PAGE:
About the Author: Menachem Wecker, who blogs on faith and art for the Houston Chronicle at http://blogs.chron.com/iconia, welcomes comments at mwecker@gmail.com.


If you don't see your comment after publishing it, refresh the page.

Our comments section is intended for meaningful responses and debates in a civilized manner. We ask that you respect the fact that we are a religious Jewish website and avoid inappropriate language at all cost.

If you promote any foreign religions, gods or messiahs, lies about Israel, anti-Semitism, or advocate violence (except against terrorists), your permission to comment may be revoked.

No Responses to “Flying To The Moon: Michael Gleizer’s Paintings At The Chassidic Art Institute”

Comments are closed.

SocialTwist Tell-a-Friend

Current Top Story
U.S. Secretary of State John Kerry .
NYT Ignores US Condemnation of PA Incitement, Prints Info on Ferguson Cop
Latest Sections Stories
West-Coast-logo

Lester Crown, a perennial member of the Forbes 400 list since 1982 and founder of the prestigious Covenant Foundation, took the stage in Washington, D.C. before a room of high-powered dignitaries, philanthropists, and innovators.

Collecting-History-logo

Not as well known, however, is Keller’s involvement with Jewish and Israeli communities.

Creativity without clarity is not sufficient for writing. I am eternally thankful to Hashem for his gift to me.

This core idea of memory is very difficult to fully comprehend; however, it is essential.

Sometimes the most powerful countermove one can make when a person is screaming is to calmly say that her behavior is not helpful and then continue interacting with the rest of the family while ignoring the enraged person.

“Two nations are in your womb, and two peoples shall divide within you.”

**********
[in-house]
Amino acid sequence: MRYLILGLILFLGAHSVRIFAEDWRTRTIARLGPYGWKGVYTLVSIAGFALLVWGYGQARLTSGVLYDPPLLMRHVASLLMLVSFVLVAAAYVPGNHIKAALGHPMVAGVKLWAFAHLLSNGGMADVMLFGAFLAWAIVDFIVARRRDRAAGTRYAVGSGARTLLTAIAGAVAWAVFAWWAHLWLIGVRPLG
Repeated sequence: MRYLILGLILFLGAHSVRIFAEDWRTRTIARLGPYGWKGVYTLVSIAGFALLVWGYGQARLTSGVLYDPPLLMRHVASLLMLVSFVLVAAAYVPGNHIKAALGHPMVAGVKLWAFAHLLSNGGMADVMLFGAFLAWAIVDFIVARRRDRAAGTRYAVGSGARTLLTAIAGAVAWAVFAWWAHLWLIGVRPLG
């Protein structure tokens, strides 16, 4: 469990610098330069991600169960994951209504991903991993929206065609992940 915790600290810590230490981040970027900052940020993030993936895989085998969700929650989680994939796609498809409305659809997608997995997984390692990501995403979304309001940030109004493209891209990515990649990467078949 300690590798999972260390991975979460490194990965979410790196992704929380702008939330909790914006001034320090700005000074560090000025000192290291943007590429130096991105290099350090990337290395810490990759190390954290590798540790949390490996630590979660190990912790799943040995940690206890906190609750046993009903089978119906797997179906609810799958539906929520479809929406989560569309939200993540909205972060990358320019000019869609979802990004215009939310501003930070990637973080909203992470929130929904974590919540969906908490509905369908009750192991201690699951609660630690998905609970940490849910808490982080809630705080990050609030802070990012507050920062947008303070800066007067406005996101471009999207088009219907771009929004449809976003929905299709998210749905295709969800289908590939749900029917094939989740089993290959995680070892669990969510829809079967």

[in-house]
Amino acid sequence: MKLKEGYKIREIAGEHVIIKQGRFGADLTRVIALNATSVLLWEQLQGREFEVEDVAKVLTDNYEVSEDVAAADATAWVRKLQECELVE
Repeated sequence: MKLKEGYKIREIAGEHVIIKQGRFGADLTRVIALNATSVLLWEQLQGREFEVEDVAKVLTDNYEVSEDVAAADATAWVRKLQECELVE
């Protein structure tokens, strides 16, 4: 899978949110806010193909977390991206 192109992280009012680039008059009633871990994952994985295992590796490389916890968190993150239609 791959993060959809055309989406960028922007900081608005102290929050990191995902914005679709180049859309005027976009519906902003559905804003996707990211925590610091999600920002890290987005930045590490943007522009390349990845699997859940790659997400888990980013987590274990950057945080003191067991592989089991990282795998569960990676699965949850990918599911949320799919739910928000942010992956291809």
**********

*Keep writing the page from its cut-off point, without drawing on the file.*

Divorce from a vindictive, cruel spouse can be a lifelong nightmare when there are offspring.

There were many French Jews who jumped at the chance to shed their ancient identity and assimilate.

As Rabbi Shemtov stood on the stage and looked out at the attendees, he told them that “Rather than take photos with your cellphones, take a mental photo and keep this Shabbat in your mind and take it with you throughout your life.”

Yeshiva v’Kollel Bais Moshe Chaim will be holding a grand celebration on the occasion of the institution’s 40th anniversary on Sunday evening, December 7. Alumni, students, friends and faculty of the yeshiva, also known as Talmudic University of Florida, will celebrate the achievement and vision of its founders and the spiritual guidance of its educational […]

The yeshiva night accommodates all levels of Jewish education.

More Articles from Menachem Wecker
Menachem Wecker

The exhibit, according to a statement from guest curator Michele Waalkes which is posted on the museum website, “examines how faith can inform and inspire artists in their work, whether their work is symbolic, pictorial, or textual in nature. It further explores how present-day artwork can lead audiences to ponder God, religious themes, venerated traditions, or spiritual insights.”